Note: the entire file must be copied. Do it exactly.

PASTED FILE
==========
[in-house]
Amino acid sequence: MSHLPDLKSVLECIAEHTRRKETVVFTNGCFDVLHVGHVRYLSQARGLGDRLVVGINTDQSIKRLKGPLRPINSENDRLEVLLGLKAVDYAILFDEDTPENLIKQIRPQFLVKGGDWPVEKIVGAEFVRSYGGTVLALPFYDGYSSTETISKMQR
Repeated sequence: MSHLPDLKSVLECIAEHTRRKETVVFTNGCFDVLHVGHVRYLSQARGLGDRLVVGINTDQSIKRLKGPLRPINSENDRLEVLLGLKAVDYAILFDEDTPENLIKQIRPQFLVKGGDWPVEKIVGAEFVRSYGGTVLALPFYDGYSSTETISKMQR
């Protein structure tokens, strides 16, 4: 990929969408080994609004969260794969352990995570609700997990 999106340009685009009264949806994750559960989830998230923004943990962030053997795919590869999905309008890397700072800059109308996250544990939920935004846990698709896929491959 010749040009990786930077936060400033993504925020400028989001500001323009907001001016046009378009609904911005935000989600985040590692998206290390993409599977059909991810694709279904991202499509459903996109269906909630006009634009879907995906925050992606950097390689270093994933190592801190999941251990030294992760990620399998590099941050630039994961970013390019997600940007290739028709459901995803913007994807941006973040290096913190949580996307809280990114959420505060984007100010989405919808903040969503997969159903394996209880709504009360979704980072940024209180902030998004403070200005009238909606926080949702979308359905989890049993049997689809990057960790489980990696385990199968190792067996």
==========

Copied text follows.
[in-house]
Amino acid sequence: MSHLPDLKSVLECIAEHTRRKETVVFTNGCFDVLHVGHVRYLSQARGLGDRLVVGINTDQSIKRLKGPLRPINSENDRLEVLLGLKAVDYAILFDEDTPENLIKQIRPQFLVKGGDWPVEKIVGAEFVRSYGGTVLALPFYDGYSSTETISKMQR
Repeated sequence: MSHLPDLKSVLECIAEHTRRKETVVFTNGCFDVLHVGHVRYLSQARGLGDRLVVGINTDQSIKRLKGPLRPINSENDRLEVLLGLKAVDYAILFDEDTPENLIKQIRPQFLVKGGDWPVEKIVGAEFVRSYGGTVLALPFYDGYSSTETISKMQR
């Protein structure tokens, strides 16, 4: 990929969408080994609004969260794969352990995570609700997990 999106340009685009009264949806994750559960989830998230923004943990962030053997795919590869999905309008890397700072800059109308996250544990939920935004846990698709896929491959 010749040009990786930077936060400033993504925020400028989001500001323009907001001016046009378009609904911005935000989600985040590692998206290390993409599977059909991810694709279904991202499509459903996109269906909630006009634009879907995906925050992606950097390689270093994933190592801190999941251990030294992760990620399998590099941050630039994961970013390019997600940007290739028709459901995803913007994807941006973040290096913190949580996307809280990114959420505060984007100010989405919808903040969503997969159903394996209880709504009360979704980072940024209180902030998004403070200005009238909606926080949702979308359905989890049993049997689809990057960790489980990696385990199968190792067996």